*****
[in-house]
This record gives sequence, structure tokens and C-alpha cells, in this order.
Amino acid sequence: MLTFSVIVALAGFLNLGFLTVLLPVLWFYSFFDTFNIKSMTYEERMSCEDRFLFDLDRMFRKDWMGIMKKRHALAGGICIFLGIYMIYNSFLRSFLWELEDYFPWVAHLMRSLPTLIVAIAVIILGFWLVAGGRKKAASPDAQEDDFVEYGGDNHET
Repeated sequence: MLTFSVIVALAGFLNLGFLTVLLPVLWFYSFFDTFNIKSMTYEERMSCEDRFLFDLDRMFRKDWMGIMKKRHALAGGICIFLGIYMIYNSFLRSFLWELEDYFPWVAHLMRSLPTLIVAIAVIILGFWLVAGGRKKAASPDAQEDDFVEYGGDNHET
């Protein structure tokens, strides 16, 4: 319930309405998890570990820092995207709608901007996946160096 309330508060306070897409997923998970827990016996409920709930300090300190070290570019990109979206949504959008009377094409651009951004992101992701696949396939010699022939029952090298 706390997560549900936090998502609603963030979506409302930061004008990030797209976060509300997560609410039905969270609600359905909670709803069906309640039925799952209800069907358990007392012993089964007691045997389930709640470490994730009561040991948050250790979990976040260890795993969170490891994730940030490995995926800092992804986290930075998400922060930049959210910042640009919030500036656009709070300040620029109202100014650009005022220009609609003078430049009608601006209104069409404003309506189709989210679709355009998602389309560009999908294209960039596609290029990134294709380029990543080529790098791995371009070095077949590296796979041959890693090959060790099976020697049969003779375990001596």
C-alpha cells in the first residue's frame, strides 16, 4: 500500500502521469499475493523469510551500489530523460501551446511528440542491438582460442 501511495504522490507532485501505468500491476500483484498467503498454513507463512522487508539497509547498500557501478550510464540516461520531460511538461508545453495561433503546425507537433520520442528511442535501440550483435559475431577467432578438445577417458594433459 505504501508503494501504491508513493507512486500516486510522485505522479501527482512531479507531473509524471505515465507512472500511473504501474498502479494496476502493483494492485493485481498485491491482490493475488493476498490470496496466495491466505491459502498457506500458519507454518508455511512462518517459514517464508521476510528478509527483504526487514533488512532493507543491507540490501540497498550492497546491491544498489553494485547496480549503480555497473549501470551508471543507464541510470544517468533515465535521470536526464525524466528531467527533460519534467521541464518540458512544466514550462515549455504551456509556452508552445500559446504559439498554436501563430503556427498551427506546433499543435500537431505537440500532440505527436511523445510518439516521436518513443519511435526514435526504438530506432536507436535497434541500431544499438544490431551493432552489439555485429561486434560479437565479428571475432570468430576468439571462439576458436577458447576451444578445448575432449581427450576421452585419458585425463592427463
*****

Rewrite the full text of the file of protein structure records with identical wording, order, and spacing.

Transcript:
[in-house]
This record gives sequence, structure tokens and C-alpha cells, in this order.
Amino acid sequence: MLTFSVIVALAGFLNLGFLTVLLPVLWFYSFFDTFNIKSMTYEERMSCEDRFLFDLDRMFRKDWMGIMKKRHALAGGICIFLGIYMIYNSFLRSFLWELEDYFPWVAHLMRSLPTLIVAIAVIILGFWLVAGGRKKAASPDAQEDDFVEYGGDNHET
Repeated sequence: MLTFSVIVALAGFLNLGFLTVLLPVLWFYSFFDTFNIKSMTYEERMSCEDRFLFDLDRMFRKDWMGIMKKRHALAGGICIFLGIYMIYNSFLRSFLWELEDYFPWVAHLMRSLPTLIVAIAVIILGFWLVAGGRKKAASPDAQEDDFVEYGGDNHET
């Protein structure tokens, strides 16, 4: 319930309405998890570990820092995207709608901007996946160096 309330508060306070897409997923998970827990016996409920709930300090300190070290570019990109979206949504959008009377094409651009951004992101992701696949396939010699022939029952090298 706390997560549900936090998502609603963030979506409302930061004008990030797209976060509300997560609410039905969270609600359905909670709803069906309640039925799952209800069907358990007392012993089964007691045997389930709640470490994730009561040991948050250790979990976040260890795993969170490891994730940030490995995926800092992804986290930075998400922060930049959210910042640009919030500036656009709070300040620029109202100014650009005022220009609609003078430049009608601006209104069409404003309506189709989210679709355009998602389309560009999908294209960039596609290029990134294709380029990543080529790098791995371009070095077949590296796979041959890693090959060790099976020697049969003779375990001596």
C-alpha cells in the first residue's frame, strides 16, 4: 500500500502521469499475493523469510551500489530523460501551446511528440542491438582460442 501511495504522490507532485501505468500491476500483484498467503498454513507463512522487508539497509547498500557501478550510464540516461520531460511538461508545453495561433503546425507537433520520442528511442535501440550483435559475431577467432578438445577417458594433459 505504501508503494501504491508513493507512486500516486510522485505522479501527482512531479507531473509524471505515465507512472500511473504501474498502479494496476502493483494492485493485481498485491491482490493475488493476498490470496496466495491466505491459502498457506500458519507454518508455511512462518517459514517464508521476510528478509527483504526487514533488512532493507543491507540490501540497498550492497546491491544498489553494485547496480549503480555497473549501470551508471543507464541510470544517468533515465535521470536526464525524466528531467527533460519534467521541464518540458512544466514550462515549455504551456509556452508552445500559446504559439498554436501563430503556427498551427506546433499543435500537431505537440500532440505527436511523445510518439516521436518513443519511435526514435526504438530506432536507436535497434541500431544499438544490431551493432552489439555485429561486434560479437565479428571475432570468430576468439571462439576458436577458447576451444578445448575432449581427450576421452585419458585425463592427463